LAS VEGAS — Demonstrating HP’s feisty attitude in its escalating networking row with Cisco, HP Network Chief Technologist Paul Congdon attacked Cisco’s dominant position in the networking business, saying it is leading to “crazy behavior” and overpriced products.
At the top of Congdon’s list of industry problems? “Lack of Competition.” This is leading to “crazy behavior… causing you to pay too much for your networking equipment,” said Congdon, on a panel titled ” Why Networking Must Change,”
Congdon did not name Cisco by name. But it was clear who it was when he remarked that “In most industries, the market share is separated by 10 percentage points…” Take a look at the chart below and conclude what you may.
Congdon’s solution for customers? “Open up and write your own RFPs.” More standardization would help too.
But Congdon’s contribution wasn’t all Cisco bashing. He also had a list of trends for the industry. Other than “Cisco Charges Too Much,” Here are the rest…
* Growing complexity in networks is breeding inefficiency
* Massive growth in Internet- connected devices, projecting to 20 million new video-enabled mobile devices in 2010 alone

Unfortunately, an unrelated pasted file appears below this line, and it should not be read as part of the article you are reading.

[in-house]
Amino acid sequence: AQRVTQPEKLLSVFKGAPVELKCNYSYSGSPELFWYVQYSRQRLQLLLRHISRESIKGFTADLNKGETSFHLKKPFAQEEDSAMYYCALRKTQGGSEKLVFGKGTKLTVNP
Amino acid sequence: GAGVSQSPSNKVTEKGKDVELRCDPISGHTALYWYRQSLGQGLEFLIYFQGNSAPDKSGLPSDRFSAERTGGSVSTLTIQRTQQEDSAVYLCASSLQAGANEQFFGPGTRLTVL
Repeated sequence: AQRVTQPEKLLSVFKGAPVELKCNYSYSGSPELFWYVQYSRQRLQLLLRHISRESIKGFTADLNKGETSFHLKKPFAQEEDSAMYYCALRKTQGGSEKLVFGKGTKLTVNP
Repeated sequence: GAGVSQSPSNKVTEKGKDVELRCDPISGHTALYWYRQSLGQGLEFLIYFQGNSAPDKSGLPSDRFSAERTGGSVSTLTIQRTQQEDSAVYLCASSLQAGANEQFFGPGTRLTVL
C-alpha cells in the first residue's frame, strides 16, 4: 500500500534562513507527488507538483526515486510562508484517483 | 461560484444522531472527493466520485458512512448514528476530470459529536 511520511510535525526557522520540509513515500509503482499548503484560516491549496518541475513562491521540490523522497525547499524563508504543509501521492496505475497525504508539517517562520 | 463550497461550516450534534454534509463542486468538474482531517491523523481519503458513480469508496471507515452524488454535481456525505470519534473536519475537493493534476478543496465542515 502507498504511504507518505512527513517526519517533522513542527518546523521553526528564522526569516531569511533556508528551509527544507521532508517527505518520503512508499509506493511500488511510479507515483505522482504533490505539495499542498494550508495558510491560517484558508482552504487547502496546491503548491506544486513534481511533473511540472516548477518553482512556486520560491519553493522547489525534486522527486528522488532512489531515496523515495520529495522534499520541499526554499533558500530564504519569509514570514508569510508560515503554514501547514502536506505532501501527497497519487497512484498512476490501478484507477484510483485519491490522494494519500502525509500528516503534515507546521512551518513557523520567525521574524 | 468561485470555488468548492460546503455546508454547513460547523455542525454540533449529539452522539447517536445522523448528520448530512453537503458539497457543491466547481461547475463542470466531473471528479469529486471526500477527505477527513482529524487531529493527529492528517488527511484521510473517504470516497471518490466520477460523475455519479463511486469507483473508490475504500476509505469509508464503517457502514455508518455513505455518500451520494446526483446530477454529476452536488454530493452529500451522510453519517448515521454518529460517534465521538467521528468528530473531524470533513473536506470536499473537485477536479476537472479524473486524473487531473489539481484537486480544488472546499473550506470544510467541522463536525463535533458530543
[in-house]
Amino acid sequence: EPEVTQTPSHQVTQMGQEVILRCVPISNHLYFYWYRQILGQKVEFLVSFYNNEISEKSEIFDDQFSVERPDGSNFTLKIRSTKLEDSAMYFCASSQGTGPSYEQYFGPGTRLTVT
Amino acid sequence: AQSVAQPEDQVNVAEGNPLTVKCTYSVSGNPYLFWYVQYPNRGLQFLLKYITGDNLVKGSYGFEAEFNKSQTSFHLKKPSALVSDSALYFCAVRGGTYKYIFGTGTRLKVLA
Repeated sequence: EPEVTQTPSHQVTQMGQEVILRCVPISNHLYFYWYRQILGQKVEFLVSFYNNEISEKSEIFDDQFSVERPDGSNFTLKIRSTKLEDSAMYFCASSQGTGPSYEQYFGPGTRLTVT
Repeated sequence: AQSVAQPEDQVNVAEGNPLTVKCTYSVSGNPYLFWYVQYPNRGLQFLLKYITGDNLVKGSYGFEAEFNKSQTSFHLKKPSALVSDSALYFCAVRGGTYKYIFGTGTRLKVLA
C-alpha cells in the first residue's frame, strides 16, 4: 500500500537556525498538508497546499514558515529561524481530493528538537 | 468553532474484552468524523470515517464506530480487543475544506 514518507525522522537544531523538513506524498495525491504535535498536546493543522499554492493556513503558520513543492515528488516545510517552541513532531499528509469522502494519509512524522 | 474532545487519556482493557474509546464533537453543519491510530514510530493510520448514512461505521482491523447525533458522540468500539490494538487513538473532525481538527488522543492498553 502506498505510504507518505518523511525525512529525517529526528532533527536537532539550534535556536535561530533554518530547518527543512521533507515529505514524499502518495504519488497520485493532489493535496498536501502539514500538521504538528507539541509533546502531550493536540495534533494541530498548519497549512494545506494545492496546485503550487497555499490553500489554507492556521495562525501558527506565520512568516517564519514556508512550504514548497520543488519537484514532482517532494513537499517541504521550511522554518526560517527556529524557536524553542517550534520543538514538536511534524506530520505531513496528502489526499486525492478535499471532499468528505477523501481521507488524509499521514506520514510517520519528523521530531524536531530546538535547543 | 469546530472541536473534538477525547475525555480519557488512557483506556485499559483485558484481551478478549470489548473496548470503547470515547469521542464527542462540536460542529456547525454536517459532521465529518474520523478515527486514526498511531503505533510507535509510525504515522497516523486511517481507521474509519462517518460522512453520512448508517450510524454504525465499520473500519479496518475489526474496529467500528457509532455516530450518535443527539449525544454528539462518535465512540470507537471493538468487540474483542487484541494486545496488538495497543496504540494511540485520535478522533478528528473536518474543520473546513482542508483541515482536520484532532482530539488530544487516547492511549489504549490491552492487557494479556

* Scaleability requiring more networking intelligence on the edge of networks
* Applications need to be dynamically adaptable to the network, rather than vice-versa
Did Cisco respond? Not really. Thomas Scheibe, Director of Data Center Switching, the Cisco representative on the panel, remained civil — and boring. He kept to a script that involved heap of Layer 2 switch fabrics, mobility, and virtualization.
Congdon’s got a point — though it’s not really clear how easily HP or anybody else can do anything about it. Networking upstarts have been trying to create “best-of-breed” products with more aggressive price/performance technology to take on Cisco — and not making a lot of progress. See the chart below.
Doug Gourlay, VP of Marketing from Arista Networks, took another jab at Cisco: “Many of the incumbents have used switching and routing technologies as cash cows to fund entrance into marketing adjacencies to bring us wonderful technologies such as Flip cams.”
That drew laughter from the audience, which then went back to taking notes on future data-center virtualization.